This report sat out to better understand how publics have been engaged in ethical issues that arise from scientific discoveries, to identify opportunities to engage the public intentionally, meaningfully, and effectively in discussions of ethical issues. To that end, the report maps the landscape of interaction between science, ethics, and public engagement, and examines how science in different fields have tackled engaging the public in ethical challenges, in order to identify opportunities for learning and advancing the interaction between these three areas of practice.
The report, provides a landscape overview of experiences with public engagement across scientific disciplines, focusing on the topic areas: Recombinant DNA, Nuclear Power, Biobanks, Nanotechnologies and Artificial Intelligence.
We learned that publics have been engaged on ethical issues across scientific disciplines, and that they are willing and able to engage. We also saw that mapping aims and goals of such exercises is not straightforward, but that there exists a multitude of perspectives on the goals and outcome of the public engagement exercises. Our findings show examples of how public engagement can contribute to mutual understanding and trust building with citizens, that it can empower citizens to participate in discussions, and thereby democratize expertise, and finally, that it can contribute to developing science and policy, and last, but not least, that the scientists who engage take valuable insights with them into their own work.
Our report also sets out ten lessons on public engagement:
The way public engagement activities are set up and organized influence the opportunity of publics to contribute. It also affects how scientists and other stakeholders perceive the usefulness of public engagement exercises
There are overarching ways of thinking about the goal of public engagement. The first is about developing better science and technology, the second about aligning science the second about aligning science with societal needs and values
Public engagement processes can develop better science, policy, and understanding of the ethical social and legal issues at stake. It can also contribute to and to building trust between science and society
There is a link between science policy and political prioritization of a scientific developments and available resources for public engagement activities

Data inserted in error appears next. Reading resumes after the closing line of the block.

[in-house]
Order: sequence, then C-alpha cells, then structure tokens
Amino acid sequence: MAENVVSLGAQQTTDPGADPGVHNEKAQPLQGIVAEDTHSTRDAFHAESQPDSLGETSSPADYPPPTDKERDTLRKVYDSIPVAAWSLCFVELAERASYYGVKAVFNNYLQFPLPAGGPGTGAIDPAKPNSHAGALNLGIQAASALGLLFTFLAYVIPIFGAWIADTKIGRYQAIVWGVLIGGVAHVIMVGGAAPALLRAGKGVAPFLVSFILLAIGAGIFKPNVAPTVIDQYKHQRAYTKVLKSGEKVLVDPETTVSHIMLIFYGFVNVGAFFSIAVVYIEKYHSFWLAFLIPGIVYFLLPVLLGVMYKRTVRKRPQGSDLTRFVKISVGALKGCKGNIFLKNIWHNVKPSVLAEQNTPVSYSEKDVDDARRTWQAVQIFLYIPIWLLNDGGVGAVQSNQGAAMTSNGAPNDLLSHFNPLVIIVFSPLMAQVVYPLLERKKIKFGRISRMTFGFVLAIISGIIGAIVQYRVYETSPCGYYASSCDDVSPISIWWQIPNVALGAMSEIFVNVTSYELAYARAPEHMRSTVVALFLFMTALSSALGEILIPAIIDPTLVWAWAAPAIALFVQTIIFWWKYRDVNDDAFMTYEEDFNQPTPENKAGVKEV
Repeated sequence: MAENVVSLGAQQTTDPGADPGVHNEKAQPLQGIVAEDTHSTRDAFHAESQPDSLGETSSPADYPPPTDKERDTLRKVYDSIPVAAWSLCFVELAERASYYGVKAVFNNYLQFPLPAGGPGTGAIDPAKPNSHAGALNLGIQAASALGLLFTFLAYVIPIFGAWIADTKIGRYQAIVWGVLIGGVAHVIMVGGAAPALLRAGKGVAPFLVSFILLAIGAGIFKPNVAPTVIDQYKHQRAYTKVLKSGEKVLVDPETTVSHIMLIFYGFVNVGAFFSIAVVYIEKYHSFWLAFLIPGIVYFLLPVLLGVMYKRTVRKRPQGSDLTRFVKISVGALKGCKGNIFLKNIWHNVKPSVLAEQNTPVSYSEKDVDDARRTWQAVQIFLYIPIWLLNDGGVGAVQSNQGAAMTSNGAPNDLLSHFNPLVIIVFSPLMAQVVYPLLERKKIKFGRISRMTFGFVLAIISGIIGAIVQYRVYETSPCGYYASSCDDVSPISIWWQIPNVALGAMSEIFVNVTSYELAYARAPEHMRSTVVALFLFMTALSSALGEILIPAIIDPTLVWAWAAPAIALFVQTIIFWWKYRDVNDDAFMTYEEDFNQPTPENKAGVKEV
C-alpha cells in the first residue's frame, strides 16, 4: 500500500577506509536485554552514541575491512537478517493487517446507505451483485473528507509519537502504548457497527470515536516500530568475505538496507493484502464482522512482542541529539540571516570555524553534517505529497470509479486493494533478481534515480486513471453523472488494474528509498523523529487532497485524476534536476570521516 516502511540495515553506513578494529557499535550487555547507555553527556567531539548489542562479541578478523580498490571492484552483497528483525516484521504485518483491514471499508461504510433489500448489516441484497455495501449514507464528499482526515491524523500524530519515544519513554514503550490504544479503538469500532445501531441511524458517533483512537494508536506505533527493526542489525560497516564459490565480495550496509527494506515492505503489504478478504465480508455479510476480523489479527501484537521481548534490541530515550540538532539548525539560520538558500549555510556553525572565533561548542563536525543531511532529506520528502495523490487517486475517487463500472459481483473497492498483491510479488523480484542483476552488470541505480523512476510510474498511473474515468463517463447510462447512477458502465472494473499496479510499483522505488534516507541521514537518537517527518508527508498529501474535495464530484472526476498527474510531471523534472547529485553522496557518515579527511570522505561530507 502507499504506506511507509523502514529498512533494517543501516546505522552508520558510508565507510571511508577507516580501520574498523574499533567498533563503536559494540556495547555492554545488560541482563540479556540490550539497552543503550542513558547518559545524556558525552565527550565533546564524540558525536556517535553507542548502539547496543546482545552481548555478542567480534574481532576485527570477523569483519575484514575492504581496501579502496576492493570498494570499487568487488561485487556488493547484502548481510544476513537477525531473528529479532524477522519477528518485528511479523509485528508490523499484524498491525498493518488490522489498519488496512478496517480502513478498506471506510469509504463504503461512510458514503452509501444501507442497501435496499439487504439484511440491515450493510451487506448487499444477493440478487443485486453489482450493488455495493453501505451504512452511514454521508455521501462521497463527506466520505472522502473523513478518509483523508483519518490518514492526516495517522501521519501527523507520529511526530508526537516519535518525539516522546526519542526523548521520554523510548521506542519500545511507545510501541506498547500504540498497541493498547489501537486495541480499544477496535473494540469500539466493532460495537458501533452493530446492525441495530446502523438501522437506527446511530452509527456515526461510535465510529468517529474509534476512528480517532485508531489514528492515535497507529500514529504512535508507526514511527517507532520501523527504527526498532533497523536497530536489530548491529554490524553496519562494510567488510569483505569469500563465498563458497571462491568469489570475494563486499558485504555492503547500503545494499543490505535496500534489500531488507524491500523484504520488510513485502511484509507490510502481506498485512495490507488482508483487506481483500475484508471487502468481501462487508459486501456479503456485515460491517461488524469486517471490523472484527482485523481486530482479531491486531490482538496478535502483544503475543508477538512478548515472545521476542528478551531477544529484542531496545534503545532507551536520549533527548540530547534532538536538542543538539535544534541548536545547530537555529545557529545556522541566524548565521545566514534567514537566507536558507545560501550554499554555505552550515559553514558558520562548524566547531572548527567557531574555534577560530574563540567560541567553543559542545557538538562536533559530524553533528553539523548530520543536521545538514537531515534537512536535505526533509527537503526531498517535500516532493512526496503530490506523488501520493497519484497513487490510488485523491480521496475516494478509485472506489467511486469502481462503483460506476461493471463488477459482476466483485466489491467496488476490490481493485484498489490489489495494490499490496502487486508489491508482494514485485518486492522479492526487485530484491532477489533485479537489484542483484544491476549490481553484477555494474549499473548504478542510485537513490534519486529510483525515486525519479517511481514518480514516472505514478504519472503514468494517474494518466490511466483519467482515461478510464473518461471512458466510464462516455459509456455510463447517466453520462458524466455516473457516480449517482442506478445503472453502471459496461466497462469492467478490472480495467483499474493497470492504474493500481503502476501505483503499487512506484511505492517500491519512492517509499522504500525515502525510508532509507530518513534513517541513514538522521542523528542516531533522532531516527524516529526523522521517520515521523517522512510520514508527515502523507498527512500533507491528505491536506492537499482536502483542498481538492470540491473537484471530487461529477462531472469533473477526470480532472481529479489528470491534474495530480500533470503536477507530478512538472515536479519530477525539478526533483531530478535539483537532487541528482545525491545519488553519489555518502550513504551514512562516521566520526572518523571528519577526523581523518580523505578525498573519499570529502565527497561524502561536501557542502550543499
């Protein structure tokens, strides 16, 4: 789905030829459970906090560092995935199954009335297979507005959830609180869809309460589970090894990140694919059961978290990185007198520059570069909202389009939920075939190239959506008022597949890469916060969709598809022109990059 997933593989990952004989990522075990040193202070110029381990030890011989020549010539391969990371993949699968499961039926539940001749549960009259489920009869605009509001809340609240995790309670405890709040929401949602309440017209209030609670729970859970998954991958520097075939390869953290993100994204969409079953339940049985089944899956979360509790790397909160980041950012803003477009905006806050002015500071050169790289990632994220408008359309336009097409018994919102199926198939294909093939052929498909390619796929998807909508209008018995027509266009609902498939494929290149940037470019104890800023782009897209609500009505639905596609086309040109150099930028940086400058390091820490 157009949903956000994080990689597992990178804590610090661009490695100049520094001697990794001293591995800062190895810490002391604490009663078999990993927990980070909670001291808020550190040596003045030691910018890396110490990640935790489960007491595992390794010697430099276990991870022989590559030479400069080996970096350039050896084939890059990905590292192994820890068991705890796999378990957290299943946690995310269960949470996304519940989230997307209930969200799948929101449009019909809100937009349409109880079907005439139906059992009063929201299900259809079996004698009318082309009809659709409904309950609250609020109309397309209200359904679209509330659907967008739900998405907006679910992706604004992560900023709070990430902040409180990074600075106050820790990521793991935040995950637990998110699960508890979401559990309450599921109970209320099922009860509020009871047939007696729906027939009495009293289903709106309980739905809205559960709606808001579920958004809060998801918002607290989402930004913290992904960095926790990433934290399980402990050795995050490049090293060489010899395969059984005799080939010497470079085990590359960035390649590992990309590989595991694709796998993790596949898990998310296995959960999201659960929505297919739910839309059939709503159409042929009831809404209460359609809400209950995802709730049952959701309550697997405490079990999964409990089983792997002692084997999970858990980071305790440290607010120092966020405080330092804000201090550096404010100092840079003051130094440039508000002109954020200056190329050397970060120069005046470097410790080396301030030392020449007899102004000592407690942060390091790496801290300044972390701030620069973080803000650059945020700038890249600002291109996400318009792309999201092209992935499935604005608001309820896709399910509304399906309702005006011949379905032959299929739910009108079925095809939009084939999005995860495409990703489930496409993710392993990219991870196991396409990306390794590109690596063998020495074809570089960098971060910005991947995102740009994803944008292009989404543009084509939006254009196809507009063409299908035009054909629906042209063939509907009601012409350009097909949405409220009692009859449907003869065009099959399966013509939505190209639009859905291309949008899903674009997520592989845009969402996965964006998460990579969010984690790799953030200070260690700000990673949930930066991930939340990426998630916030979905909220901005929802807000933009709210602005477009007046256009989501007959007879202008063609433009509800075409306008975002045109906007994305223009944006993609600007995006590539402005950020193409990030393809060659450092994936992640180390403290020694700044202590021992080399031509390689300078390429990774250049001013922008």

Impacts of public engagement processes can be difficult to measure, and will depend on how well the desired impact of the activities are defined beforehand
Public engagement activities have a Western origin and legacy, but have a proven ability for application in different cultural contexts and by different national actors, across the World
The link with decision-makers can be challenging, but it is often essential to reach the desired impact of engagement activities
There are patterns in the debate on ethical issues that can be used to challenge and anticipate on dynamics of interactions in dialogue exercises
Public engagement projects and activities are (often) situated in a political context with competing interests
There is a potential for increased learning on practices of public engagement between the academic and more practice-oriented communities of engagement
The report suggests two major lines of future development that are probably overlapping. Public engagement could be used to provide concrete input to specific research projects, product ideas or infrastructure maintenance and development (like nuclear power facilities). It could also be a governance tool for organizations and for policymakers who wish to proactively steer scientific developments in the direction of societal objectives and needs in the prioritization of what scientific and technological developments to fund and develop.
We also conclude that there probably does not exist an opportune moment for engagement
as such. Rather there are moments in time when specific impacts are possible. Several
inventories of methods for public engagement exist, but little work has been done on the
connection between timing and possibility for impact. This would be a fruitful next step in
further developing public engagement practices.
In addition, organizers must carefully define the aims of the engagement, define the role of
the participants as data-subjects, participants, co-developers or decision-makers – and make sure the role given is on that can be realized – in the process as well as in the implementation of results. In addition to role, organizers must carefully consider how the sample of citizens is defined and according to what criteria? The question is if a representative sample always makes sense, if it can be achieved, whether sometimes the public audiences should be groups with a special interest or stake in an issue under discussion?
Therefore, organizers, face the task of clarifying the developmental stage of the scientific field or technological development they would like to engage with, and what the opportunities for impact could be. They must clearly describe the interests at stake, the role and sample characteristics of the citizen participants, the interests and priorities at play in the science, policy area and industry/business area, and the end goal of the results, as well as informing participants on how results are reached. Collaboration with external organizations in organization of public engagement events can help with transparency on the process and its outcomes.
(*) Please note this text has been taken from a 1st draft version of the report and a final version will be ready on December 2, 2020
The report and the 10 lessons learned will be presented on a webinar on December 15th 18-19.00 CET
public engagementmutual learningcitizen scienceco-creationinclusionscientific impactinterdisciplinaritysocial valuemotivation for engagementmethodologyresults sharingunpredictable group dynamicsemotional aspects